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South Africa's Semenya takes 800 meters gold

RIO DE JANEIRO (Reuters) - Caster Semenya won the 800 meters final in a personal best time of 1:55.28 on Saturday, claiming her first Olympic gold medal and using her podium platform to call for unity in sport.

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Burundi’s Francine Niyonsaba finished in 1:56.49 to claim the silver, her country’s second medal in any sport at the Olympics. Kenya’s Margaret Wambui won bronze in 1:56.89.

Semenya has dominated the event this season, with three of the fastest four times, but has had to contend with renewed controversies about her gender.

After winning the 2009 world title as a 19-year-old, tests reportedly revealed that she is hyperandrogenous, resulting in her body producing an abnormally high amount of testosterone, which makes her more powerful than her rivals.

An International Association of Athletics Federations (IAAF) rule limiting the amount of naturally occurring functional testosterone for female athletes appeared to have restricted Semenya’s prospects but the rule was quashed by the Court of Arbitration for Sport last year.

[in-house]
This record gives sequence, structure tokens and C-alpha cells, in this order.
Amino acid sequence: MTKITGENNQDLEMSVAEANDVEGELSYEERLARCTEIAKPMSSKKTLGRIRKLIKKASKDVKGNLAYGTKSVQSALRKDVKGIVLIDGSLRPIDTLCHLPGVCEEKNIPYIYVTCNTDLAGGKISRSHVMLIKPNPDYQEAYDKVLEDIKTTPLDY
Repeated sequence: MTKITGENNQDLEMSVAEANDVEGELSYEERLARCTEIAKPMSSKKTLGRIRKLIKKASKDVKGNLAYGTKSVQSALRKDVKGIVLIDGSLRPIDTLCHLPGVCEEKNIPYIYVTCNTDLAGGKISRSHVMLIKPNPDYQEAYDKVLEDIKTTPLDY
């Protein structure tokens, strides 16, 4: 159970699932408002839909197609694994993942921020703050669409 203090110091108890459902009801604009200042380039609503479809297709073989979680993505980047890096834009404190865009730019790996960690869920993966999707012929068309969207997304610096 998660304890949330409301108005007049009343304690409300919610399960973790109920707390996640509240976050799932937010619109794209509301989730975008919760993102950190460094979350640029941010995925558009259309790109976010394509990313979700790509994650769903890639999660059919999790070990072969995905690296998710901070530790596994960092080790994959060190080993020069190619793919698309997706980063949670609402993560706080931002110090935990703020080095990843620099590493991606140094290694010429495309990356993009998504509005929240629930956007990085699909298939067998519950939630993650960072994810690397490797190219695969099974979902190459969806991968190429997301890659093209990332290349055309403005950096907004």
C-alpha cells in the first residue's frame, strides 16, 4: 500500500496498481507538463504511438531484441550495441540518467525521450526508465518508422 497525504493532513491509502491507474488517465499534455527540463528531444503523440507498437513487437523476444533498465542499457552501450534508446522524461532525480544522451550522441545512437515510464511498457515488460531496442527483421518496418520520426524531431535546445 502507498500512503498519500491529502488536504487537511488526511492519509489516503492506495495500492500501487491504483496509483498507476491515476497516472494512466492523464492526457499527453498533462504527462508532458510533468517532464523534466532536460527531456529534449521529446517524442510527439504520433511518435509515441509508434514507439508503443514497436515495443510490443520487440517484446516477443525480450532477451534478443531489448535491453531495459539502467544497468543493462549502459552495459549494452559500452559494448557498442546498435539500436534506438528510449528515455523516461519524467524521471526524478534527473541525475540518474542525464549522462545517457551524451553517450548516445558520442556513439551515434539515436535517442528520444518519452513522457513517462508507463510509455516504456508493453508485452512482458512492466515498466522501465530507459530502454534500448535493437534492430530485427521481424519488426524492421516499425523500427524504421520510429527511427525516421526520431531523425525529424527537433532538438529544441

In Rio, France’s Justine Fedronic, who failed to qualify for the 800 final, said she had sympathy for Semenya’s situation but did not consider competing against her a fair fight.

“I just want to be a better athlete. The main focus here was just to run a championship,” Semenya told reporters. “The coaches told me: just focus on running, nothing else.”

“Sport is meant to unite people,” she added. “I think that’s what we need to keep doing.”

The 25-year-old South African won the silver medal in London four years ago. Ahead of the 2016 Games, there was speculation she could break Czech Jarmila Kratochvilova’s world record of 1:53.28 set in 1983. It is the longest-standing athletics world record.

“To be honest, we’re really not focused on breaking the world record,” she said. “We are focused more on being the best we can be.”

Staying with the pack for the first lap, Semenya let Niyonsaba lead the race up to the 600-metre mark before pulling ahead with an injection of pace to take the gold.

“The race was really quick. The first 400 we were pushing ourselves, it was great,” Semenya told reporters.

“It was just about being patient ... I have a very quick last 200, I just have to utilize it.”

Editing by Ed Osmond/Peter Rutherford